Numerically speaking, the nearly 3,200 people who share stories, ideas and memories on a Facebook group dedicated to growing up Jewish in Northeast Philly dwarf the size of most congregations these days.
Numerically speaking, the nearly 3,200 people who share stories, ideas and memories on a Facebook group dedicated to growing up Jewish in Northeast Philadelphia dwarf the size of most synagogue congregations these days.
They don't have a physical place to meet. Some don't even live in Philadelphia anymore. Yet they find each other in this virtual gateway to their old neighborhood.
Harris Bookfor, the self-proclaimed "mayor," started the "Growing up Jewish in Northeast Philly" Facebook group in 2008. He was inspired, he explains, by his mother, Lillian, who passed away in 1999. She was a daily visitor to the Country Club Restaurant on Cottman Avenue and loved socializing.
Though Bookfor now resides in Alexandria, Va., he wanted to stay connected to the community where he once lived and served as an active volunteer for the Jewish Federation of Greater Philadelphia. Since social media was on the rise, Facebook seemed to be a perfect fit, the 54-year-old said.
Over the five years since the group's inception, the members have evolved into a family, Bookfor says. During Passover, they even exchange stories and recipes in a kind of "virtual seder," Bookfor continues.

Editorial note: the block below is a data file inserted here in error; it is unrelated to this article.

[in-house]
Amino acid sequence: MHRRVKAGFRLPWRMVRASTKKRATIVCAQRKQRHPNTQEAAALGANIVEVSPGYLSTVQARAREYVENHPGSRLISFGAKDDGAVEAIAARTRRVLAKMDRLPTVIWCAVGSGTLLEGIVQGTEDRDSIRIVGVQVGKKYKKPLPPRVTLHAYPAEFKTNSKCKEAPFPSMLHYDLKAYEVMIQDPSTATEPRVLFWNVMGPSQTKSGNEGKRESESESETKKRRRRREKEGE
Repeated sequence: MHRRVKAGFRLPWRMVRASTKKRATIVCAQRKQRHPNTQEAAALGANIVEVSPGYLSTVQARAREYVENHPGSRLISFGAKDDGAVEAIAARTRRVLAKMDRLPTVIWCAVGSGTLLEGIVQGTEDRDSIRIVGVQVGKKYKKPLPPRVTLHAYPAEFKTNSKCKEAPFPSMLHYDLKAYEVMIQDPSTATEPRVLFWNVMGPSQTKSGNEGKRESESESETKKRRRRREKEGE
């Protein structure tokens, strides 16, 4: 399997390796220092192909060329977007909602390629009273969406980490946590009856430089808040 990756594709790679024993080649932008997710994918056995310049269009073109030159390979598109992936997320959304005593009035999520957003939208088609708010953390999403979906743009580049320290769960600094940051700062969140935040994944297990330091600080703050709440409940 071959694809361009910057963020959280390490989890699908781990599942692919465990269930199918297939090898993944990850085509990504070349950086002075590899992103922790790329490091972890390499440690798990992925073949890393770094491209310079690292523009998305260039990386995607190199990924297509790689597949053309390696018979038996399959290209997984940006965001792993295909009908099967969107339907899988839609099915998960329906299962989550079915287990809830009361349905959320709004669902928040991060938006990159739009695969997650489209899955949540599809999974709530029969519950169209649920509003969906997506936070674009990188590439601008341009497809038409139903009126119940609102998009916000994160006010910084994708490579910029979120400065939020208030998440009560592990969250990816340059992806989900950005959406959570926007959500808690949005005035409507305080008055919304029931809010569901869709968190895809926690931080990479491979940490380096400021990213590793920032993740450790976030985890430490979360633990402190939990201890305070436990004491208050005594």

Most of them range in age from 40 to 70 years old. The Northeast section of the city was a predominantly Jewish area when most of them lived there. Now, it's much more diverse.
“The group really should be called 'Growing up in Northeast Philly in the ’50s and ’60s,' ” says Cheryl Shatz Petruzelli, 58, a frequent contributor who currently lives in Cherry Hill, N.J. "The Northeast of our youth is gone. The stores are gone, the restaurants are gone, the people are gone.”
Helene Rosenblatt Wein said the neighborhood where she lives now in East Brunswick, N.J., lacks the unity and comfort of community that she finds in the Facebook group. Her favorite part is exchanging traditional recipes that often measure ingredients by a pinch of this and a drop of that.
"As my grandmother would say, ‘You’ll know when it is right,' " the 53-year-old said. "When you see it again and taste it again, it is great because you thought it was lost forever.”
It is not only a nostalgic Internet community; the members have also bonded in person. In 2009, they held a reunion at the Country Club Diner. Some of them have breakfast at Tiffany Diner every third Wednesday of the month, which they call “Breakfast at Tiffany’s” in reference to the 1961 movie starring Audrey Hepburn. There, they rekindle relationships with old friends and meet new ones, says Anita Sherman Hoffman, a 66-year-old resident of Somerton.
The members may not have grown up with iPads or Facebook, but “most people are doing very well,” Hoffman says.
“If you have a question, ask a 10-year-old," she jokes.
She and some of the other members check for updates and new conversation threads multiple times a day.
Clearly one thing is certain regardless of age: Facebook is extremely addictive.
If you have ties to Northeast Philly, click here to join the open Facebook group.